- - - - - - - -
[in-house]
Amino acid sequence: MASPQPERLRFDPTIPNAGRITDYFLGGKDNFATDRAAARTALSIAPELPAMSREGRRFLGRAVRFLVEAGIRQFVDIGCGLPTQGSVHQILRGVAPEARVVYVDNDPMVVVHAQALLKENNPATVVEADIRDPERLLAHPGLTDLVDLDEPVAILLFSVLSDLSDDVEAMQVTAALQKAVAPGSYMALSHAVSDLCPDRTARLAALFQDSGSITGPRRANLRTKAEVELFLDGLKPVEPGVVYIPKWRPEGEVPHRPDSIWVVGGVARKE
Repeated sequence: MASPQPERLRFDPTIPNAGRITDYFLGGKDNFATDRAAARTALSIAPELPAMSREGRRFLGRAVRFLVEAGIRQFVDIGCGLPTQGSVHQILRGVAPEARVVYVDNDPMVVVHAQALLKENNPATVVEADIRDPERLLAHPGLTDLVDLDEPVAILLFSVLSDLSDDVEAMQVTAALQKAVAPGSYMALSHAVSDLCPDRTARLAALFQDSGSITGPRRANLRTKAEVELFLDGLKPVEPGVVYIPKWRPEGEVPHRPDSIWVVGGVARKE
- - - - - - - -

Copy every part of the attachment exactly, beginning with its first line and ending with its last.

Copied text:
[in-house]
Amino acid sequence: MASPQPERLRFDPTIPNAGRITDYFLGGKDNFATDRAAARTALSIAPELPAMSREGRRFLGRAVRFLVEAGIRQFVDIGCGLPTQGSVHQILRGVAPEARVVYVDNDPMVVVHAQALLKENNPATVVEADIRDPERLLAHPGLTDLVDLDEPVAILLFSVLSDLSDDVEAMQVTAALQKAVAPGSYMALSHAVSDLCPDRTARLAALFQDSGSITGPRRANLRTKAEVELFLDGLKPVEPGVVYIPKWRPEGEVPHRPDSIWVVGGVARKE
Repeated sequence: MASPQPERLRFDPTIPNAGRITDYFLGGKDNFATDRAAARTALSIAPELPAMSREGRRFLGRAVRFLVEAGIRQFVDIGCGLPTQGSVHQILRGVAPEARVVYVDNDPMVVVHAQALLKENNPATVVEADIRDPERLLAHPGLTDLVDLDEPVAILLFSVLSDLSDDVEAMQVTAALQKAVAPGSYMALSHAVSDLCPDRTARLAALFQDSGSITGPRRANLRTKAEVELFLDGLKPVEPGVVYIPKWRPEGEVPHRPDSIWVVGGVARKE